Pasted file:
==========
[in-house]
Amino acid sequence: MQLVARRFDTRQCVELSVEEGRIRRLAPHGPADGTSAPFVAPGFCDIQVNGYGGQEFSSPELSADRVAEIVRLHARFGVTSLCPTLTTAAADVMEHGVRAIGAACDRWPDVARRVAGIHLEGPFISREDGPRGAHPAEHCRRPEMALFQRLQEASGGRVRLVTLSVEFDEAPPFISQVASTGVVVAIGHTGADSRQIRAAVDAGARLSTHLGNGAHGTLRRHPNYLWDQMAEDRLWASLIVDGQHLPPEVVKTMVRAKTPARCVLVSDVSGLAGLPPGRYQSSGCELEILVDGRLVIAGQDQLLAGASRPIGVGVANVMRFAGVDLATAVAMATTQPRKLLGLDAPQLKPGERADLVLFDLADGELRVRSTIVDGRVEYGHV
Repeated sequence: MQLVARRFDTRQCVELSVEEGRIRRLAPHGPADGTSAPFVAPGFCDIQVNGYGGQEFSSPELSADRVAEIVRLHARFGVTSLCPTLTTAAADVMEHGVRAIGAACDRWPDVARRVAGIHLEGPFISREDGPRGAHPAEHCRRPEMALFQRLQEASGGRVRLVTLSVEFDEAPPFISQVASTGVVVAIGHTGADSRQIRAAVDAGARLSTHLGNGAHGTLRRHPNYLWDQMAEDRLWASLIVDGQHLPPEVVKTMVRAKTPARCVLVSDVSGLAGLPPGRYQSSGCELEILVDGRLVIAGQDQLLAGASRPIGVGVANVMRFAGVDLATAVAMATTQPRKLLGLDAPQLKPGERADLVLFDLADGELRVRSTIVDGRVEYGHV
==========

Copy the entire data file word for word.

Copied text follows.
[in-house]
Amino acid sequence: MQLVARRFDTRQCVELSVEEGRIRRLAPHGPADGTSAPFVAPGFCDIQVNGYGGQEFSSPELSADRVAEIVRLHARFGVTSLCPTLTTAAADVMEHGVRAIGAACDRWPDVARRVAGIHLEGPFISREDGPRGAHPAEHCRRPEMALFQRLQEASGGRVRLVTLSVEFDEAPPFISQVASTGVVVAIGHTGADSRQIRAAVDAGARLSTHLGNGAHGTLRRHPNYLWDQMAEDRLWASLIVDGQHLPPEVVKTMVRAKTPARCVLVSDVSGLAGLPPGRYQSSGCELEILVDGRLVIAGQDQLLAGASRPIGVGVANVMRFAGVDLATAVAMATTQPRKLLGLDAPQLKPGERADLVLFDLADGELRVRSTIVDGRVEYGHV
Repeated sequence: MQLVARRFDTRQCVELSVEEGRIRRLAPHGPADGTSAPFVAPGFCDIQVNGYGGQEFSSPELSADRVAEIVRLHARFGVTSLCPTLTTAAADVMEHGVRAIGAACDRWPDVARRVAGIHLEGPFISREDGPRGAHPAEHCRRPEMALFQRLQEASGGRVRLVTLSVEFDEAPPFISQVASTGVVVAIGHTGADSRQIRAAVDAGARLSTHLGNGAHGTLRRHPNYLWDQMAEDRLWASLIVDGQHLPPEVVKTMVRAKTPARCVLVSDVSGLAGLPPGRYQSSGCELEILVDGRLVIAGQDQLLAGASRPIGVGVANVMRFAGVDLATAVAMATTQPRKLLGLDAPQLKPGERADLVLFDLADGELRVRSTIVDGRVEYGHV